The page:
That said, the newer entry level Nikons (D40 and 60) require lenses that have their own autofocus motors if you want autofocus. That really limits your lens choices. Like, that sweet 50mm 1.4 or 1.8 that everyone loves won't autofocus on them. The lenses that will work with them are also more expensive because they have autofocus motors. You can use the old lenses, but you'll need to focus, yourself.

    Be sure to search about lens compatibility on any camera. Chances are you'll like a "normal" lens that works in low light conditions (like the 50mm 1/4 or 1.8), a telephoto, a macro, and a wide angle. The lower the f-stop (that number like 1.4 or 5.5), the more the lens opens, allowing you to photograph in low light. I totally ignore the lens that came with my D50 and use the 50mm and a wide angle Sigma the most because they have low f-stops.

    By Blogger Adrian, at 4:15 PM  

  • I'm a point'n'shoot girl at heart myself. :)

    By Blogger Chris, at 10:10 PM  

  • I have an instant gratification camera. But the Mister is a pro so he has rescued me many times with real photos to send, share and play with. His suggestion is because you can research all your favorite bells and whistles and compare cameras. Lots of input from the peanut gallery as well. And the best part is Sunday Cat! Whoops, wandering off behind the little people again. Good luck with the hints and congrats on grad school!

    By Anonymous Anonymous, at 10:57 PM  

  • I just got a Nikon D60 for my 30th. It was the one thing I asked for. I love it. I haven't ventured off the automatic setting yet, but I've already taken some great pics. Do you read Pioneer Woman? If not, I suggest her photography section. Lots of info on cameras, settings, tricks.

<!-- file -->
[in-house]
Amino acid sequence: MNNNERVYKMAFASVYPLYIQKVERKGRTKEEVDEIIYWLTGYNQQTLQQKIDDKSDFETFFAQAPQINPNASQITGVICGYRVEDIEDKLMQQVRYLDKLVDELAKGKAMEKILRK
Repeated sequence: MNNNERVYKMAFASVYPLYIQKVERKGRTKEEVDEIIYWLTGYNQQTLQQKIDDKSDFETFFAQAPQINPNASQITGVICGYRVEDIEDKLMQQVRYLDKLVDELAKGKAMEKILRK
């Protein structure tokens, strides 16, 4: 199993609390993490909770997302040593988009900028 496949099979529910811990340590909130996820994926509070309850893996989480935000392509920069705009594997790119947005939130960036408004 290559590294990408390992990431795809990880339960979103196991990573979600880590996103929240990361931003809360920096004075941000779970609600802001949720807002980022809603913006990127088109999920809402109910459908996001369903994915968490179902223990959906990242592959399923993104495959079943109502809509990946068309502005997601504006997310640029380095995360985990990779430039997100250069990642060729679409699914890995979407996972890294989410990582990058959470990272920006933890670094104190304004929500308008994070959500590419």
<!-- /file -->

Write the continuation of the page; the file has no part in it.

By Blogger haddy, at 11:22 AM  

  • I am in love with the Canon Digital Rebel XTI. We have two lenses - a standard one (18-55mm) and one with a huuuuuge zoom (75-300mm). It's the most amazing camera I've ever used, takes these pictures that are absolutely perfect, absolutely amazing. Totally worth the purchase price and you can often find a good deal on the whole package by watching the sales fliers.
    I've photographed weddings with it, fast-action stuff, still shots and everything comes out amazing. You can seriously snap a shot off I'd say at least once a second. It's basically a professional camera and it has changed my whole thinking about photography. :)

    By Blogger Jena the yarn harpy, at 12:00 PM  

  • Congrats on finishing Grad school - I finished in May and these past months of not having to worry about a paper or a class has been heaven! You will really enjoy the rest of the summer!

    By Blogger Deidre, at 8:14 AM  

  • Aww thanks!

    We have a Nikon D200 and D300 but you can't go wrong with either Nikon or Canon. A secret for all the above photographers - I think most of us use a 50 mm lens - great for blogging. You'll need a different zoom lens for taking those pictures of your kiddos at meets.

    By Anonymous tiennie, at 3:33 AM